There’s a well-known story about the Mezeritcher Maggid. When he was five years old, his family’s house burned down. Seeing his mother weeping uncontrollably near the smoldering ruins, little Dov Ber asked her if she was crying because of the loss of their home. No, she replied, she was crying because their sefer yuchsin (record of their lineage) was now gone forever. “Don’t cry,” he consoled her. “I’m going to start our yichus from now.”
This famous tale contains a lesson of vital importance to every Jew. The story is simple, yet its message is deep: Every single Jew, regardless of his background, can make something of himself that will make future generations proud of their yichus.
By nature, I’m a very curious person. Always was, and always will be. Aside from a few instances when my curiosity got me into trouble, most of the time it has led me to learn and experience new things that I never imagined possible. It was curiosity that led me to Thailand, to Lebanon and to Saudi Arabia. It also sometimes enables me to talk to people with whom I’d never otherwise connect.
When my younger brother mentioned to me that one of his classmates from yeshivah had become known as a Rebbe I brushed it off as a joke, but he insisted that he was serious. A 20-something-year-old friend of his—a baal teshuvah, no less—was leading a beis midrash in Bnei Brak, packed with people who wanted to grow closer to Hashem. He was also conducting tishen and accepting kvitlach. Needless to say my interest was piqued, and within hours I’d set up a meeting with Reb Usher Yisroel Lissauer.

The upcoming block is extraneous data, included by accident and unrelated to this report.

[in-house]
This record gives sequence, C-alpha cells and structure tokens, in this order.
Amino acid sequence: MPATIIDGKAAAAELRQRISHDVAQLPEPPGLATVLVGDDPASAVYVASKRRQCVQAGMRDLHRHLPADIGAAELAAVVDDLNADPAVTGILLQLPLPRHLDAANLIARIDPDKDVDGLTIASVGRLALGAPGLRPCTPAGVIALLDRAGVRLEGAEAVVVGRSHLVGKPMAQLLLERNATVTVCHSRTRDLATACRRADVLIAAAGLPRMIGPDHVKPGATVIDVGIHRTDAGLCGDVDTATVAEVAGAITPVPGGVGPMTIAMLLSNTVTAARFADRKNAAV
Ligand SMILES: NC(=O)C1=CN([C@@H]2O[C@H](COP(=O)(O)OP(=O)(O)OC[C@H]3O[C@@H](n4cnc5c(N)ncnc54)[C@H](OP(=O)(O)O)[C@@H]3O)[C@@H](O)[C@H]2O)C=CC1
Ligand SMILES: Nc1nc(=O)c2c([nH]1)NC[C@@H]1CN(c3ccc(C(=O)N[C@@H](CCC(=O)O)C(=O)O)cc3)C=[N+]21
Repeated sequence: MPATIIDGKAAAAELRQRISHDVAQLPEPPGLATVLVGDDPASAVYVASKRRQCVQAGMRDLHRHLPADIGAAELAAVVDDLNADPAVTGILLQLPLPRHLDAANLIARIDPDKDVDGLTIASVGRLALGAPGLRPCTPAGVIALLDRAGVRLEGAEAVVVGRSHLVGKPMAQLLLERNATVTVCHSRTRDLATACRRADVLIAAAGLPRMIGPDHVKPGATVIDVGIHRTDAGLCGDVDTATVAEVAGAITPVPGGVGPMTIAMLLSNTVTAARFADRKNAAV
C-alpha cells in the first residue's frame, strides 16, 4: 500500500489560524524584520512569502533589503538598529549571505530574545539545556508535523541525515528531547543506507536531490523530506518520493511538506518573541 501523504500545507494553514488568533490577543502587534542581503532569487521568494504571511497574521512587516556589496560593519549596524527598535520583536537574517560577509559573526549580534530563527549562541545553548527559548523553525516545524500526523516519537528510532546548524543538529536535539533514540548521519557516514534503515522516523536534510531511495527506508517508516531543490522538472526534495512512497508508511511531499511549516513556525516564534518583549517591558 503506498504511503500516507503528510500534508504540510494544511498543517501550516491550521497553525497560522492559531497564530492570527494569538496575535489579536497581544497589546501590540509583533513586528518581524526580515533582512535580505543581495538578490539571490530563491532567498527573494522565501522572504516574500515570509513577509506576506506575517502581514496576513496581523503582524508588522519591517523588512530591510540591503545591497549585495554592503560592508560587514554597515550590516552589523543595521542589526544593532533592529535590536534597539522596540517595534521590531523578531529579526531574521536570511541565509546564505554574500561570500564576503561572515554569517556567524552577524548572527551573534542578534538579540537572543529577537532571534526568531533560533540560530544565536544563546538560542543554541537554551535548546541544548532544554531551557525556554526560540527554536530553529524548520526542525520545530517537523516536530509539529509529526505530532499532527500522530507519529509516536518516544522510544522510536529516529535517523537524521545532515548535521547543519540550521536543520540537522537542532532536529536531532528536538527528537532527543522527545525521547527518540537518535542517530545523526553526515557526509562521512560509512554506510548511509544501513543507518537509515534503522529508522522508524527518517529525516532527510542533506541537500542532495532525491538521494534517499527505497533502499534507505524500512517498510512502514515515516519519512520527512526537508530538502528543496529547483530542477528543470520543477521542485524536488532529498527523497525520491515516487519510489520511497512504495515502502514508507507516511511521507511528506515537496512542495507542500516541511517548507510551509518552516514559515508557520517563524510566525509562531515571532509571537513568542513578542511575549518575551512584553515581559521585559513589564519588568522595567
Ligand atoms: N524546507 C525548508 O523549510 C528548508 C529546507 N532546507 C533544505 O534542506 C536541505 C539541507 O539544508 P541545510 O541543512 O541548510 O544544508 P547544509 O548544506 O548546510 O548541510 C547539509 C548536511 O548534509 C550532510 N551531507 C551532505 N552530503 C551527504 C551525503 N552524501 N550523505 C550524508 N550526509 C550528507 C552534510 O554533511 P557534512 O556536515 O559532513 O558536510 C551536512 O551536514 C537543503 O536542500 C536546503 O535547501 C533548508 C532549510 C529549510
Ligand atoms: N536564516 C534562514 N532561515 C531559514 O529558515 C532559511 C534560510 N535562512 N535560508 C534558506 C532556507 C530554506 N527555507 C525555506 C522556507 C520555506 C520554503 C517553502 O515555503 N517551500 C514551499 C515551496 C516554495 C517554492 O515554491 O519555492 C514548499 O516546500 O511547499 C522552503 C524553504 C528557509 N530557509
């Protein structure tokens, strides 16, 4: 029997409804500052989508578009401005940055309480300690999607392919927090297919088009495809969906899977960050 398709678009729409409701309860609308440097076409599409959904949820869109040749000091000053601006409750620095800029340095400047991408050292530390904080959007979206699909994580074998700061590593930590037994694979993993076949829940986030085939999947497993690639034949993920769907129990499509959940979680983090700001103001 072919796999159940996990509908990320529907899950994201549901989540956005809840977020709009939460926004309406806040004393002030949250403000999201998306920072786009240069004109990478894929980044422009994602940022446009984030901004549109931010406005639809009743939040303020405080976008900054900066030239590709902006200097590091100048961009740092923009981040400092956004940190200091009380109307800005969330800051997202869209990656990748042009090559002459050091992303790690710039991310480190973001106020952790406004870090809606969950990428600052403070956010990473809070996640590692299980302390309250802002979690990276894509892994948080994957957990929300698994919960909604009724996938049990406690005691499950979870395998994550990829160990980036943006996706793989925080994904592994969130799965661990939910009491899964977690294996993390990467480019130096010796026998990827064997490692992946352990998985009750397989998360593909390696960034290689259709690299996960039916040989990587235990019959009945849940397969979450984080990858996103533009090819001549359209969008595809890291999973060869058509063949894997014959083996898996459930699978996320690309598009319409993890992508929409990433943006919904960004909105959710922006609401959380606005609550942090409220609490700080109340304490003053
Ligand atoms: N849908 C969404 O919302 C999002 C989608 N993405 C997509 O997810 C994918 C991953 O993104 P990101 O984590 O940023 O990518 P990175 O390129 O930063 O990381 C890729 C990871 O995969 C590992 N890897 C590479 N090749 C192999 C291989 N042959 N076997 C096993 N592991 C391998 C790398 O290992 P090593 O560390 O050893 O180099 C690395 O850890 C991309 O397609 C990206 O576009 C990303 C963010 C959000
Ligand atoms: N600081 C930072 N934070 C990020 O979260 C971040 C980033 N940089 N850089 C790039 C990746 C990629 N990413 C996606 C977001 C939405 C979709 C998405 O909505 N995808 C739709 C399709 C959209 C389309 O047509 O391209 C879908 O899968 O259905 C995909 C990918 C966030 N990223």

I park my car somewhere on Rechov Kehillas Yaakov in Bnei Brak and make my way over to Number 63. The building is a few stories tall and made from the simple concrete that constitutes much of Bnei Brak. Up two flights of stairs and then down a hallway I finally find the beis midrash of Mevakshei Hashem. It’s quite a large room filled with tables and chairs, like any other beis midrash. A serious-looking man approaches me and introduces himself as the gabbai. Leading me to a small room in the back he knocks on the door before peeking in. A moment later he turns to me and says, “The Rebbe will see you now.” I enter the room. Sitting before me is a very young man wearing a floral bekishe and a wide-brimmed hat. He smiles broadly as he gets up from his seat and shakes my hand warmly. “Shalom aleichem!” he says enthusiastically before asking me to have a seat. We make some small talk before starting the conversation for which I have come.
“Is it all right if we speak in English?” I ask him. “That’s the language this article will be written in.” He has no objection, so I ask him to tell me a little bit about himself. When I was setting up this interview I’d been informed that in accordance with the directive of Reb Usher Yisroel’s Rebbe, the Lelover Rebbe of Boro Park, he doesn’t often discuss his past. The way I understood it was that he prefers to focus on the future rather than dwell on the past. Nonetheless, he gives me some details about his background, I assume for reasons of context.